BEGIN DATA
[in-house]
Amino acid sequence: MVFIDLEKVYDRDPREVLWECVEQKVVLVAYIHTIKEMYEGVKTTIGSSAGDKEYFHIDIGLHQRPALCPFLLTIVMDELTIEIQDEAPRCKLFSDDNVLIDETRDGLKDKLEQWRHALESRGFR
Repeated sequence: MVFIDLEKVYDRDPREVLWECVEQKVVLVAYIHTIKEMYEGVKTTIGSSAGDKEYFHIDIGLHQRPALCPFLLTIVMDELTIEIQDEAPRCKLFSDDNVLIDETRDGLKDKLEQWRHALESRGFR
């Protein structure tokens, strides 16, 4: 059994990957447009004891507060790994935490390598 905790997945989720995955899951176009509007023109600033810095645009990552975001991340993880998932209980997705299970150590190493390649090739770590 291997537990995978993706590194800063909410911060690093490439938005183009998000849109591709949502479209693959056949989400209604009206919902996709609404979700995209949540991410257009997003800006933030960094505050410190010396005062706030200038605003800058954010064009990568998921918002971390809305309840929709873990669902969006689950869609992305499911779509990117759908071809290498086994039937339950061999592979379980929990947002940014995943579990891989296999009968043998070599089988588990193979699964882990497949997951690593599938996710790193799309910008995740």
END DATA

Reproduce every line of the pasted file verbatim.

[in-house]
Amino acid sequence: MVFIDLEKVYDRDPREVLWECVEQKVVLVAYIHTIKEMYEGVKTTIGSSAGDKEYFHIDIGLHQRPALCPFLLTIVMDELTIEIQDEAPRCKLFSDDNVLIDETRDGLKDKLEQWRHALESRGFR
Repeated sequence: MVFIDLEKVYDRDPREVLWECVEQKVVLVAYIHTIKEMYEGVKTTIGSSAGDKEYFHIDIGLHQRPALCPFLLTIVMDELTIEIQDEAPRCKLFSDDNVLIDETRDGLKDKLEQWRHALESRGFR
């Protein structure tokens, strides 16, 4: 059994990957447009004891507060790994935490390598 905790997945989720995955899951176009509007023109600033810095645009990552975001991340993880998932209980997705299970150590190493390649090739770590 291997537990995978993706590194800063909410911060690093490439938005183009998000849109591709949502479209693959056949989400209604009206919902996709609404979700995209949540991410257009997003800006933030960094505050410190010396005062706030200038605003800058954010064009990568998921918002971390809305309840929709873990669902969006689950869609992305499911779509990117759908071809290498086994039937339950061999592979379980929990947002940014995943579990891989296999009968043998070599089988588990193979699964882990497949997951690593599938996710790193799309910008995740």